Oscar-nominated, NAACP awardee Daniel Kaluuya recently sat down with TRENCH magazine to talk about a range of things, from his early Camden beginnings to his breakout role in Get Out, the Oscars, and his upcoming films Black Panther and Widows. In the interview, Kaluuya offers a candid interpretation of his thoughts regarding the realism he displayed through the plight of Chris Washington in Get Out, the way he chooses his projects, not playing the industry game, and the importance of being a British actor on the world stage.

While we suggest you read the whole interview here, we've also highlighted some of the most enlightening points down below.

On the responsibility of being a black actor and picking his projects carefully: "I have to own the fact that I'm a black man—that's why I did Black Panther and Widows because if I play the industry game, I lose... I'm not trying to hide from myself. I don't think I'm famous, but that also means audiences engage with your work first and not your status."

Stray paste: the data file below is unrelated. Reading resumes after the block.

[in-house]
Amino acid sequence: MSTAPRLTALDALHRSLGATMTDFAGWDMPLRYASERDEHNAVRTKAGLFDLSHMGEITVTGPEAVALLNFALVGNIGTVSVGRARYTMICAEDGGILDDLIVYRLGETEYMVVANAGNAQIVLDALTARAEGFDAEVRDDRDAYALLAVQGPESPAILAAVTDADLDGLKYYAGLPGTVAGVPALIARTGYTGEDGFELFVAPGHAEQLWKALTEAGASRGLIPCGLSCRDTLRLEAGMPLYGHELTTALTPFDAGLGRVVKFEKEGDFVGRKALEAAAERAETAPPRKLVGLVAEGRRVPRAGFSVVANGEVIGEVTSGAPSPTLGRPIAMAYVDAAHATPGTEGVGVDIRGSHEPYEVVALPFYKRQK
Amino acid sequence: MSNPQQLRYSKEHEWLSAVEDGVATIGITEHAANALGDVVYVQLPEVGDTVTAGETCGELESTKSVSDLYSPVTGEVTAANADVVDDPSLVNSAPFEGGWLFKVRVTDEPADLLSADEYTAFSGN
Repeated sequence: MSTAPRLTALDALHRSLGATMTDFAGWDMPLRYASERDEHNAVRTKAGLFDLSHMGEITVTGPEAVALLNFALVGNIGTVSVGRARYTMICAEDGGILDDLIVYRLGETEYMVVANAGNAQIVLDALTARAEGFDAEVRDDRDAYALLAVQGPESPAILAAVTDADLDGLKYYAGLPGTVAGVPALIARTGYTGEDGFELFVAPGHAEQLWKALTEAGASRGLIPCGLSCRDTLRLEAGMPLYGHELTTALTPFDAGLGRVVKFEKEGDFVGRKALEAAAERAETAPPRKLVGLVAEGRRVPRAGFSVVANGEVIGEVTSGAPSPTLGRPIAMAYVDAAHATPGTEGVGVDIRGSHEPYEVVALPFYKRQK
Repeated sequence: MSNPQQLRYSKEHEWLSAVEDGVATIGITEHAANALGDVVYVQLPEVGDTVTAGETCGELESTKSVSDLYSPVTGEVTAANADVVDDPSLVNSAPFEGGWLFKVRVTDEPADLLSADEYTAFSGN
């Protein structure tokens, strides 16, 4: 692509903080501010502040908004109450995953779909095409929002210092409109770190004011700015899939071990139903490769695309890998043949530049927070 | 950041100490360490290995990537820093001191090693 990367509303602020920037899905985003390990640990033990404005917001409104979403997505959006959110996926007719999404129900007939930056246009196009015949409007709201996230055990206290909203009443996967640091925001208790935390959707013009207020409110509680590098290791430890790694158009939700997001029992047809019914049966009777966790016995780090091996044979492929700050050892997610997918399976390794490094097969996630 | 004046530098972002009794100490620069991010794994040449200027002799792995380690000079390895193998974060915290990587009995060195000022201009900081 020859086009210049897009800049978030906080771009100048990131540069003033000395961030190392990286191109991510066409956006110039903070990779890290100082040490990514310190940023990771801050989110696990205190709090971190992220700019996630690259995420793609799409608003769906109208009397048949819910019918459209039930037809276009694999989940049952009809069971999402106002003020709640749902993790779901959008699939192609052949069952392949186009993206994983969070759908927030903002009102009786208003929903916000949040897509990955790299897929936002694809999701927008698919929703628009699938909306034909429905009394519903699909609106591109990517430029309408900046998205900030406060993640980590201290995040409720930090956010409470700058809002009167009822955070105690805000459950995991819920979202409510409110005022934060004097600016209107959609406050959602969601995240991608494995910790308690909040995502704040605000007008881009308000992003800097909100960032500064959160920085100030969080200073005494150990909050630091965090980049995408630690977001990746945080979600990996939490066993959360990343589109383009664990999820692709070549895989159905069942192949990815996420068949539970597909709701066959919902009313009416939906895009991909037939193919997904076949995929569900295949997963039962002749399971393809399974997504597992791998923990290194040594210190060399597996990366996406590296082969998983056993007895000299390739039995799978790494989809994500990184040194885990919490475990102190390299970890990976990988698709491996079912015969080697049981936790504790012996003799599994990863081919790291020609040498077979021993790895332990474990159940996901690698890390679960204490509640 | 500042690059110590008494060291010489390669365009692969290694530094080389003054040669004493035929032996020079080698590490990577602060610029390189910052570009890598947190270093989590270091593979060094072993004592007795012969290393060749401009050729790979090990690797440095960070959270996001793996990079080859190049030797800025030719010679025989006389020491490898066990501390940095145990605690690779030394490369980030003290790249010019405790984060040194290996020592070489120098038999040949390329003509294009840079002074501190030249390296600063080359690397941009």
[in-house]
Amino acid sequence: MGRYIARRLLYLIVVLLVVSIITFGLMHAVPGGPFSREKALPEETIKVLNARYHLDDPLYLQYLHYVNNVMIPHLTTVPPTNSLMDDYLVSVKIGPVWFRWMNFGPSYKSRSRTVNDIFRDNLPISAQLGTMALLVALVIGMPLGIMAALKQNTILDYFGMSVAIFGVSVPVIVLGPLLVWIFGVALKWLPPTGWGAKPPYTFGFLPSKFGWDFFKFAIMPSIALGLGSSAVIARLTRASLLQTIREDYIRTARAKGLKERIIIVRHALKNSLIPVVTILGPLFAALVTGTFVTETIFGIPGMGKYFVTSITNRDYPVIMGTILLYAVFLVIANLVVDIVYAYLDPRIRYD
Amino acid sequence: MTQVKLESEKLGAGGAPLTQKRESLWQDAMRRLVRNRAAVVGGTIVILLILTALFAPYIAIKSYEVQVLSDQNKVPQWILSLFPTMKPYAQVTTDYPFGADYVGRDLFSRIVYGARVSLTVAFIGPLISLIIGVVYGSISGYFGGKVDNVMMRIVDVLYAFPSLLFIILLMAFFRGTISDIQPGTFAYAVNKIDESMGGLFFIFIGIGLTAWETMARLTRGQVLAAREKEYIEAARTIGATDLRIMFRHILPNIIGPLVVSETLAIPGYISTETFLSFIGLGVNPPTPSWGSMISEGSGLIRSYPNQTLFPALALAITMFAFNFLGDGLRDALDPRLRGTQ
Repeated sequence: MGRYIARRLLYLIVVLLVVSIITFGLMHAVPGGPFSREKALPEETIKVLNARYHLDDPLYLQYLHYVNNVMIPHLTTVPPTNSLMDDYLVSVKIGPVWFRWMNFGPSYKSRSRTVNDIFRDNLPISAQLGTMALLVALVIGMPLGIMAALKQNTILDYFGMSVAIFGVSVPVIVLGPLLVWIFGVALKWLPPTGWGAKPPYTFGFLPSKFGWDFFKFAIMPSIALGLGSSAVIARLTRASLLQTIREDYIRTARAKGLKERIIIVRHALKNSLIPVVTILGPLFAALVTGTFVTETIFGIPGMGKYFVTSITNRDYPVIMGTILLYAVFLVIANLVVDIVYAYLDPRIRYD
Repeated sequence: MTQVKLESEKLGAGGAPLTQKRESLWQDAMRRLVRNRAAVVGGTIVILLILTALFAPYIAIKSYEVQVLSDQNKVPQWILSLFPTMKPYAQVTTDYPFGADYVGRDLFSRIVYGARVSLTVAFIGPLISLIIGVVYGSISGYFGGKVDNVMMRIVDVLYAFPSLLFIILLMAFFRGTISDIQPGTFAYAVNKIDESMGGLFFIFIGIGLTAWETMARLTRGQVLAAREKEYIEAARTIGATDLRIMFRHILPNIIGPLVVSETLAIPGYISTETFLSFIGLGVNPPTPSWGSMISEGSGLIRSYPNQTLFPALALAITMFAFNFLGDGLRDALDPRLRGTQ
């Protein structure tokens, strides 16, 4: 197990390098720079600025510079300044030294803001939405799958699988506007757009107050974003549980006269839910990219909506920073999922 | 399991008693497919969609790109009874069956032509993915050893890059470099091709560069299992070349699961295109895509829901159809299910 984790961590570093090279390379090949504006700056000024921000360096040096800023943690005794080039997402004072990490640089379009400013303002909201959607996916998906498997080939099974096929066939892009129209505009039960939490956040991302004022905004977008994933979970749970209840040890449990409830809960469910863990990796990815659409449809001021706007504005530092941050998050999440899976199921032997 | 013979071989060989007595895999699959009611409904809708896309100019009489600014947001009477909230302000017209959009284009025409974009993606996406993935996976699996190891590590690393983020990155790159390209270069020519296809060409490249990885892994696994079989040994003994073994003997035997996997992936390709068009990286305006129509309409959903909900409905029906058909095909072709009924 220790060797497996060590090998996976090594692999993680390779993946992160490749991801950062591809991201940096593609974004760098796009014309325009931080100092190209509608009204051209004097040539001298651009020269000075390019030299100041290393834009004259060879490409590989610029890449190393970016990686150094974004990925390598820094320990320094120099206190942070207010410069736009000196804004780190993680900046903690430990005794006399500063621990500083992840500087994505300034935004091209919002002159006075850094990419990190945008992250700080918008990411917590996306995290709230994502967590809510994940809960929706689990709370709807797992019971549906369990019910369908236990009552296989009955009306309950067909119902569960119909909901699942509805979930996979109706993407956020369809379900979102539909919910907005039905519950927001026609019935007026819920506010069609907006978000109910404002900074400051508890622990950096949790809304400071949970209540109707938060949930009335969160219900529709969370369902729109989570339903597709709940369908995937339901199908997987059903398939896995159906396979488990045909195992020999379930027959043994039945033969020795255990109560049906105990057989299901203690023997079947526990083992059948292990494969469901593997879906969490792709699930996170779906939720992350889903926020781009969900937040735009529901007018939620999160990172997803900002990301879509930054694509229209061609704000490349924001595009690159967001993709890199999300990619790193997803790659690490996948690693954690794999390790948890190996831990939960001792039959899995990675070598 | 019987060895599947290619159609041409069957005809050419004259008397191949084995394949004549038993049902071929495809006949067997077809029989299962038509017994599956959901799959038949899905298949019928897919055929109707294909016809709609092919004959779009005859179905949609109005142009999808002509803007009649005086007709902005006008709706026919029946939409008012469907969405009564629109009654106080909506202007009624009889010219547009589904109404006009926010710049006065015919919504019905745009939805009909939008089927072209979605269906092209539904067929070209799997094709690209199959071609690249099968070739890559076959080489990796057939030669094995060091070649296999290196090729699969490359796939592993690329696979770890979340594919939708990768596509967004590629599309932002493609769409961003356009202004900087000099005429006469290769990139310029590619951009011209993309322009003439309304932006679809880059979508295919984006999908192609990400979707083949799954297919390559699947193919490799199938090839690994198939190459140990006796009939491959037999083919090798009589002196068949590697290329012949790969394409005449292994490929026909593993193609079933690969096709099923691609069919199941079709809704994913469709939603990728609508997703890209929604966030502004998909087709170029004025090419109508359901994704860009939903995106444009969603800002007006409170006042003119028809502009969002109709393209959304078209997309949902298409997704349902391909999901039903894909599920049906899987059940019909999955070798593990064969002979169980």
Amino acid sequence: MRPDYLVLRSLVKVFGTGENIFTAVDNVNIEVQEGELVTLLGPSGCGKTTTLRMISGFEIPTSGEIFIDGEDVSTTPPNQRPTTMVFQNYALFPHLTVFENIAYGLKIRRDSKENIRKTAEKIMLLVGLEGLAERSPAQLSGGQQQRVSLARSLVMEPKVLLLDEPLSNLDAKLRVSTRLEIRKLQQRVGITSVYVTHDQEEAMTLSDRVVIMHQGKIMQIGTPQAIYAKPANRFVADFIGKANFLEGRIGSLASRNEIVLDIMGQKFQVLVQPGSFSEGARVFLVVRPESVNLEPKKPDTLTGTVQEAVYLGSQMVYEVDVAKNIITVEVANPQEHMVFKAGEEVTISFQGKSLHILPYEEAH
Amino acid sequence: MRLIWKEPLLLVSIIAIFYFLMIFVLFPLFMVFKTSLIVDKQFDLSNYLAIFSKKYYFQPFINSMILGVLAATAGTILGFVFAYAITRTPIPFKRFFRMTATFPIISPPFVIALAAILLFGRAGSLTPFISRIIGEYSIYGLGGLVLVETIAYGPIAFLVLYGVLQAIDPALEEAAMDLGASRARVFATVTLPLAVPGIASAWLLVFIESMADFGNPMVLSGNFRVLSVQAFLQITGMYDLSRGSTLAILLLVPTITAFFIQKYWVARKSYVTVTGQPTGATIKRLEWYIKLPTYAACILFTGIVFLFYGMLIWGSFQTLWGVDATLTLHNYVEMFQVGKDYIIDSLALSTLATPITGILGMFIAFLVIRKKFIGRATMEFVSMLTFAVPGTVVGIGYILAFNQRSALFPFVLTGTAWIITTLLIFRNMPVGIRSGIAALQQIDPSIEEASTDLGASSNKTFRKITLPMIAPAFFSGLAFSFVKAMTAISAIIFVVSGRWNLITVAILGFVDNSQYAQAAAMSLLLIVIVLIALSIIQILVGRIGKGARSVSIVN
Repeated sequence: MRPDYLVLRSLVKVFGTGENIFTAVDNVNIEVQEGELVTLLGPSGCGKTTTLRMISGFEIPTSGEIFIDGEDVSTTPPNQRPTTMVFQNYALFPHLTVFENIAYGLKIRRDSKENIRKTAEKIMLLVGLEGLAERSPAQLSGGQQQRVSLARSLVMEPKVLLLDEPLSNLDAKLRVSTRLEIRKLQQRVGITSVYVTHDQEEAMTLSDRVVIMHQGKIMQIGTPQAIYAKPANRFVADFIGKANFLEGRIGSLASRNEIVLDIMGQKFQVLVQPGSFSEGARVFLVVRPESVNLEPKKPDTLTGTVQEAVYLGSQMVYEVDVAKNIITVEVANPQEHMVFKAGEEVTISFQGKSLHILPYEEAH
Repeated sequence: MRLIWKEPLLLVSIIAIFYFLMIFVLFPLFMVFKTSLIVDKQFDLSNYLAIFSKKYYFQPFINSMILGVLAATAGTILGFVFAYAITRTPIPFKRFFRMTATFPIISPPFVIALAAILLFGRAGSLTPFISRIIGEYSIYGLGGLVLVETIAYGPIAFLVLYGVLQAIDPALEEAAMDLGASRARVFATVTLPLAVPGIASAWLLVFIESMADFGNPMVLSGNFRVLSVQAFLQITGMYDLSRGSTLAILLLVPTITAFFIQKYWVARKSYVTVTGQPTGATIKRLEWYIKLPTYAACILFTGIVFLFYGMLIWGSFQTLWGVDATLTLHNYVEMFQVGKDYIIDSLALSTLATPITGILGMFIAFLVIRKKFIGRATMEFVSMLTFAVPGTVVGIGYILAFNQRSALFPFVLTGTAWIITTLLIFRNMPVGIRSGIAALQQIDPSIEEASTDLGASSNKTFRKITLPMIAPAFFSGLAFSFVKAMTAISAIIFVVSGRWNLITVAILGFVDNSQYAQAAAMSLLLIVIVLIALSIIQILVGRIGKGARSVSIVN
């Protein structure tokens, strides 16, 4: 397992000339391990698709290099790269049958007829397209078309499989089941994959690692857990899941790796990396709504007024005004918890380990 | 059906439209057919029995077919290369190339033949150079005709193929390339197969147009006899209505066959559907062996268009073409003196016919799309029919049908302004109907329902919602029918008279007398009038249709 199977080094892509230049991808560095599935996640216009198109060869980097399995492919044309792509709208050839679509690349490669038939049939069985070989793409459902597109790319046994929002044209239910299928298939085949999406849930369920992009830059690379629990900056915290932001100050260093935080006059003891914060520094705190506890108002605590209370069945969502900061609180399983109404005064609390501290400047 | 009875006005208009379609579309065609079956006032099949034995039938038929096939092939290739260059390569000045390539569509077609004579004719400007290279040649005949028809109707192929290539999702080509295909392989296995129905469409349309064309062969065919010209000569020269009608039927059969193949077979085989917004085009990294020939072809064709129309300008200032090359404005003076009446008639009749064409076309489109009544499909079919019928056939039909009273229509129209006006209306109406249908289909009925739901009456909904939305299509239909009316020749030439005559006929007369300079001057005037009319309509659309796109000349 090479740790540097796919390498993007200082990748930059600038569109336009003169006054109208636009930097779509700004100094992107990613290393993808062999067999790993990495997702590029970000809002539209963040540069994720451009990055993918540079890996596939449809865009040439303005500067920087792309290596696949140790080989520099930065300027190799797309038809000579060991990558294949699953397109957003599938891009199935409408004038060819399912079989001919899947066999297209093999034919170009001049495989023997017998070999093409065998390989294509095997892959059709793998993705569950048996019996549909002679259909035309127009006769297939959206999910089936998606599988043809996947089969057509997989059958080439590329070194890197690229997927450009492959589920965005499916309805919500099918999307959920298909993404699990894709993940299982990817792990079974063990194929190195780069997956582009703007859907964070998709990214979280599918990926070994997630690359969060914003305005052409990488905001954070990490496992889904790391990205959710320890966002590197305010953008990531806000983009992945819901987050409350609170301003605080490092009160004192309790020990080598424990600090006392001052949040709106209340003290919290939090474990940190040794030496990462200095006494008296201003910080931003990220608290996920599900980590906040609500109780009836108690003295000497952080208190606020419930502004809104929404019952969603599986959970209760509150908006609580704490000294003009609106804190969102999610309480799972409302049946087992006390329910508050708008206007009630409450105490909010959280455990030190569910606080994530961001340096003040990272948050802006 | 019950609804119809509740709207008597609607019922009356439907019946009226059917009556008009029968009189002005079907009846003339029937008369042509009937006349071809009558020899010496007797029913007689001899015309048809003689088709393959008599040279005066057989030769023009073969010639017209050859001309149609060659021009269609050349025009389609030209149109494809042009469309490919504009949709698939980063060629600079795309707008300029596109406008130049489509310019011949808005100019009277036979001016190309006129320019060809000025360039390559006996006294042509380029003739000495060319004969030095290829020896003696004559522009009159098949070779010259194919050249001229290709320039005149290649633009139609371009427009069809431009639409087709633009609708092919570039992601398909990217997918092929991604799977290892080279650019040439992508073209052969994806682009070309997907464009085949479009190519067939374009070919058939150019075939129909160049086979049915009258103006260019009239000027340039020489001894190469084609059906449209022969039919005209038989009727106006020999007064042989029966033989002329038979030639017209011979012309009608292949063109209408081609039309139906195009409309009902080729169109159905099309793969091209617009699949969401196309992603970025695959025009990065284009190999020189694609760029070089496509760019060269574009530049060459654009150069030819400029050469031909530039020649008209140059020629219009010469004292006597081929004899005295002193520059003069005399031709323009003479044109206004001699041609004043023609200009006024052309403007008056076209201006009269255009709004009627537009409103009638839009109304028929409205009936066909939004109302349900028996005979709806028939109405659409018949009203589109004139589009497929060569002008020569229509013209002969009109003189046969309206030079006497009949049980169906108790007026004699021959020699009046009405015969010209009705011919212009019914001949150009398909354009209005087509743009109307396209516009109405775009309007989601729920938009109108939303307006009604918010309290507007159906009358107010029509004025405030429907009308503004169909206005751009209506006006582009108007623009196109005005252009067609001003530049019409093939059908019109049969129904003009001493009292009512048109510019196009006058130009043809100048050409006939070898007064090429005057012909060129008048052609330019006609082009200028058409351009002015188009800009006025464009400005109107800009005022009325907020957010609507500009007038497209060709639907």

On being acknowledged on a mainstream level after already winning so many accolades: "These critics aren't the authority on my ability—and they certainly aren't above me—so, moretime, I try to ignore the noise."

On diversity in the film industry: "I think the word 'diverse' is a cancerous word because it's life. It's a PC way of saying 'non-white' and it ultimately suggests that white is the standard. 'Diverse' shouldn't be an actionable thing—it should just be."

On what drives him to be so committed to acting: "You've got to be purposeful and truthful. And with the idea of storytelling, where a movie is often like a short story, you have to lean outward in order to put so much in."

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